create your own perpetual calendar


perpetual After being away from my kids for a few days I was so excited to spend the whole Monday doing anything we wanted to do.  I did a lot of baking for this week (amazing bread, my heavenly chocolate gelato with the leftover yolks from the bread, double batch of chocolate chip coconut bars and biscuits), cleaned my kitchen, read lots of books to the kids, enjoyed many show-and-tell moments from my weekend's absence, and enjoyed them going in and out to play in the snow.

One thing that has happened quite naturally is watching my youngest three thrive on more structure with me while my older two are drawn to more freedom to fulfill their needs.  I love it when, like yesterday, my older two are completely focused on a project (for hours!) and I notice the twins ready for something "structured".  That is the time when I pull out my list of their ideas and my ideas and the three of us (thank you Rowan for that wonderful nap) can work together at the table.

Creating a Perpetual Calendar was an absolutely perfect project for my almost six year old girls and, in general, would be ideal for children ages 4-8 years old. 

Come see why circular perpetual calendars are so important for young children...


Perpetual calendars create a visual for time that a standard 12 month calendar does not.  For the young child, they can see that geometry, symmetry, and order of time as 12 months are divided into 4 seasons.


Perpetual calendars are a physical way children can see the progression and changing of time.  By turning their illustrated wheel, they can match the month with the season, and what visually that season looks like to them.

The child's understanding of larger spans of time are better understood by regularly using their own perpetual calendar.  And the fact that it is a circular calendar, they can understand that "time" is an ongoing cycle, easily comprehended on their wheel year after year.


So let's make one!

create your own perpetual calendar

You'll need:

  • white sturdy construction paper or cardstock
  • colored pencils (watercolors or crayons work as well)
  • scissors
  • colored cardstock
  • gluestick
  • metal split pin
  • pencil and fine tipped marker
  1. Cut three small, medium, and large circles from the white cardstock.  They should fit inside each other with enough room for your child's illustrations and text.*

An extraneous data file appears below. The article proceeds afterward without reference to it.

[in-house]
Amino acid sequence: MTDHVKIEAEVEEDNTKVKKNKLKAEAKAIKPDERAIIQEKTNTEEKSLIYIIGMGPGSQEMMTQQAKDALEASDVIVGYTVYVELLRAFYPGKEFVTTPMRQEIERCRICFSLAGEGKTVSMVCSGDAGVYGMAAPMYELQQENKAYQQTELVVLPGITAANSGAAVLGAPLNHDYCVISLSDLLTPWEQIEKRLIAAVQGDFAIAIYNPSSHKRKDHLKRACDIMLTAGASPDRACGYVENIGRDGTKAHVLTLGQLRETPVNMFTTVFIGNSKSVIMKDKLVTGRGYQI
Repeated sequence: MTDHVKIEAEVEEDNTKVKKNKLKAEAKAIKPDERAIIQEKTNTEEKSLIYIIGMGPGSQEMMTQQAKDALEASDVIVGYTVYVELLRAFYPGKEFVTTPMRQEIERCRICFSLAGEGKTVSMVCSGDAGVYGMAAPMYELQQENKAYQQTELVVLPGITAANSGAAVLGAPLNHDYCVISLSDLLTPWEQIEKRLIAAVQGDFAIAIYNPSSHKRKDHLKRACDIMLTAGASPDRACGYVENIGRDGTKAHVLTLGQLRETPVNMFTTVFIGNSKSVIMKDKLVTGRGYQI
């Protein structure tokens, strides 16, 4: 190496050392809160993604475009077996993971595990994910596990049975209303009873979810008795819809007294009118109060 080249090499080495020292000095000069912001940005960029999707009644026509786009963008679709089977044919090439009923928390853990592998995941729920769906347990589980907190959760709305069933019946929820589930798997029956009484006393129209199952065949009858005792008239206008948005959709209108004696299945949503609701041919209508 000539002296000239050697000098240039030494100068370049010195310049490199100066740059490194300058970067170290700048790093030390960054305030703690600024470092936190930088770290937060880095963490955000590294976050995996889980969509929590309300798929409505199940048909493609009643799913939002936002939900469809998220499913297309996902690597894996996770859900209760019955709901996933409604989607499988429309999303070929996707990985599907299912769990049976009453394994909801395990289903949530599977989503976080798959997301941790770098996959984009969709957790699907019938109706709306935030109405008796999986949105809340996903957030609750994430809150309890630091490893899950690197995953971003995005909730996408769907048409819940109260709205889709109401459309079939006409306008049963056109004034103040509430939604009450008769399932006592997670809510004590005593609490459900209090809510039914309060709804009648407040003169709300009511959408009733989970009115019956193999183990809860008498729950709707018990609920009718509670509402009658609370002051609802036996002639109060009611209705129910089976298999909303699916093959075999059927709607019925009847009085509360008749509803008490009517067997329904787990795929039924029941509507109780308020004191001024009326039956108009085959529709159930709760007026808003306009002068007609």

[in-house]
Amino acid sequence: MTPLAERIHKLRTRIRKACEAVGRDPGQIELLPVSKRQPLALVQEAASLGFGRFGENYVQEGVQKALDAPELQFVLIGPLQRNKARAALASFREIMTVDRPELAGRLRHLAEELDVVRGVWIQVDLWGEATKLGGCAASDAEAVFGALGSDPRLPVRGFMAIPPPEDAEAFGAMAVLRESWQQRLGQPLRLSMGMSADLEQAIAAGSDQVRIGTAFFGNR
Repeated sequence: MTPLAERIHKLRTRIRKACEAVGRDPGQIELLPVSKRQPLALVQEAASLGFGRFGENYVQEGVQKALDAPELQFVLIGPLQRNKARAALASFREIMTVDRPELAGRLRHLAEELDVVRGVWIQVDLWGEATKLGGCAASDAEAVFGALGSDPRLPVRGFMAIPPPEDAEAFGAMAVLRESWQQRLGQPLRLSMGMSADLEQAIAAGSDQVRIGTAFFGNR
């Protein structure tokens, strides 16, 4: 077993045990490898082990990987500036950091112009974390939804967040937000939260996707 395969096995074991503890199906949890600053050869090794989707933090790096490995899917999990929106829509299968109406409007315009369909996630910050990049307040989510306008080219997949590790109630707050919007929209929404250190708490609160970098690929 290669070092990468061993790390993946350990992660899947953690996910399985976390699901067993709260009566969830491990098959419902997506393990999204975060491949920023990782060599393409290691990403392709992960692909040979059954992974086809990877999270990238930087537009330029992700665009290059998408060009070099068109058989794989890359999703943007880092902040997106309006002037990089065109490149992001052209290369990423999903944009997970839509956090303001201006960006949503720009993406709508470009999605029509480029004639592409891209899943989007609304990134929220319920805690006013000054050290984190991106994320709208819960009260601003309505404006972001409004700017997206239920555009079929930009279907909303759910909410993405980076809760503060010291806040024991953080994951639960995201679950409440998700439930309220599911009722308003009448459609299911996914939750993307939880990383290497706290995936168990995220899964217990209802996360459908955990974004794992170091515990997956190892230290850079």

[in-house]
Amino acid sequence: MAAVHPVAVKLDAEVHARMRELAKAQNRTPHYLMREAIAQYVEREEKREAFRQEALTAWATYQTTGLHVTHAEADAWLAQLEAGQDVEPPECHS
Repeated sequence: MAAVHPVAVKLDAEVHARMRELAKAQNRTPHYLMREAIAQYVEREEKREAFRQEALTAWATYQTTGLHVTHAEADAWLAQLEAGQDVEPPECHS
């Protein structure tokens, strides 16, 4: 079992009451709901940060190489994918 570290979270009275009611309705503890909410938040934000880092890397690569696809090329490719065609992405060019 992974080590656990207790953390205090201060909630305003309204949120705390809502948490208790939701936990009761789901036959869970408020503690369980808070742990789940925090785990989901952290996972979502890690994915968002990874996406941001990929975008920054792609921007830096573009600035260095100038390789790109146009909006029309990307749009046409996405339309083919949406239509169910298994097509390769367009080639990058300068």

2. Cut an extra large circle from colored cardstock that is slightly larger than your largest white circle.  Glue the large white circle to the colored cardstock circle.  This gives your calendar more support.
  3. Center the now three circles and stick your split pin through the three layers and let your child secure the back.
  4. With a pencil, divide the largest circle's perimeter into 12 spaces for the months and quarter the medium and small circles with your pencil.
  5. Write in the months and seasons for your child or let them write in each space around the calendar.
  6. Direct your child to illustrate one circle at a time, perhaps starting with the months.  If they need help, encourage them to think about the colors they imagine during specific months (Is it hot or cold?), what scenes they think of for each season, and so forth. (I did trace a basic tree shape four times for them to color in and add to for each quarter of their smallest circle.  Your assistance with the tree shape for the younger child will help them keep that circle consistent for identifying later.)

*You can also add another circle for the days of the week, rotation of the earth, etc., to your calendar.  


When your child has finished illustrating their calendar, you will not only be amazed by how beautiful it is but by how useful it is!  Watch your child line up the month, season, and what happens (visually) to trees in that season.  The concept of a circular calendar will help your child put time into perspective in a more tangible way.

You can hang your new perpetual calendar with a sturdy push pin for your child to rotate monthly (or daily depending on your circles) or keep the calendar out on a work surface your child returns to regularly.

IMG_0051 I can't begin to tell you how much my children loved making these.  More importantly, our discussion through the process of making them and then watching how the abstract concept of months and seasons clicked in their minds after playing with their calendars was amazing.  They really do invite discussion beyond the initial construction of them.

I'd love to hear if you and your child make a perpetual calendar together.  This is the best time of year to introduce the concept of the annual rotation of the calendar, the earth, and time.

Have fun + bond together! 

the sleepy time gal